Small behavioural hacks can assist in better working habits and lead to huge payoffs.
Consider what habits you want to change, then modify your environment to support those behaviours. For example, if you want to read more, keep books or your kindle next to your bed and put your phone further away. If you want to check social media less often, delete those apps from your phone.
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Research found we get 22% less work done when we have a meeting coming up in the next hour or two.
Consider creating rules around your schedule. Batching emails, calls, meetings, or virtual events can leave a longer timespan for you to focus on work without distractions.
Being productive is not about doing more. It is about doing things efficiently.
You have the same number of hours in the day as successful authors, musicians, entertainers, entrepreneurs, and business leaders. Investing time in some simple strategies and making small changes can help you get more out of your day.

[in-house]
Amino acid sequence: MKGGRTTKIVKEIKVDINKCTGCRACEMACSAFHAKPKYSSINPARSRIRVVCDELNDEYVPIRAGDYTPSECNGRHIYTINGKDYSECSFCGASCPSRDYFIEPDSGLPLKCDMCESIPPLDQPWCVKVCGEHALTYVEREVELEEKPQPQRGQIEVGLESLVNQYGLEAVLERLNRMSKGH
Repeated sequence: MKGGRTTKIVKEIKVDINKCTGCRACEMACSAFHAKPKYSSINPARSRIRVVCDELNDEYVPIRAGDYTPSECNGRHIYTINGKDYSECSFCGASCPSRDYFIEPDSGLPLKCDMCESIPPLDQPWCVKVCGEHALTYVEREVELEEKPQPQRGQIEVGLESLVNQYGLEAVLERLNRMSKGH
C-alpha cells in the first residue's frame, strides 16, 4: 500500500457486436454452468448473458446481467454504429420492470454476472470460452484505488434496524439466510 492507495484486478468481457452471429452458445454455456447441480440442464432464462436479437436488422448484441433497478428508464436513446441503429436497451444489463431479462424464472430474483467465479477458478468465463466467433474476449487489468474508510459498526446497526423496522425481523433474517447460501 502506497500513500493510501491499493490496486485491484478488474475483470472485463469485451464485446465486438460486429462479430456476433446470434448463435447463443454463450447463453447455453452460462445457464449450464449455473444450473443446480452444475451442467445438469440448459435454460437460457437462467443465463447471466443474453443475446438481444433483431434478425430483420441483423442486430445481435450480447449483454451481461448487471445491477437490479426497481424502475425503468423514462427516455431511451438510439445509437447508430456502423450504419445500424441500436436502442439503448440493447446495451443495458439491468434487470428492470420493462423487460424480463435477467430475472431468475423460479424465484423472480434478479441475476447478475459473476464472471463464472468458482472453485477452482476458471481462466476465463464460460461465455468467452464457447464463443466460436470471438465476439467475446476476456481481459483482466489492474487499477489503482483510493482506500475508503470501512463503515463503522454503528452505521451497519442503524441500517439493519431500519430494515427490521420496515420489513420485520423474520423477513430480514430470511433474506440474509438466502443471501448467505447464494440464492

We are all writers. Our success at work or school is partly determined by our ability to communicate through email, reports, projects, and maybe articles or books.
Reading your work out loud makes it easier to test if it sounds right. It helps to make your writing clearer, exact, and more impactful.
A study found that most people lose about two seconds per minute of work using their mouse instead of keyboard shortcuts. That amounts to eight days a year.
Learning keyboard shortcuts can increase your productivity. Most software shares the same shortcuts - learning a few shortcuts will make you faster.
Laura Earnest of Whole Life Productivity had this to say on the importance of prioritization as a productivity habit:
“Let me say that I distinguish between efficient and effective, but that both are needed for peak productivity. Efficient is doing things right and effective is doing the right things. So the most productive people work on the high value tasks, making sure that how they are doing those tasks is the best way.
This creates a more productive flow, allowing more things to be handled whilst also allowing time for multiple different subjects to be addressed.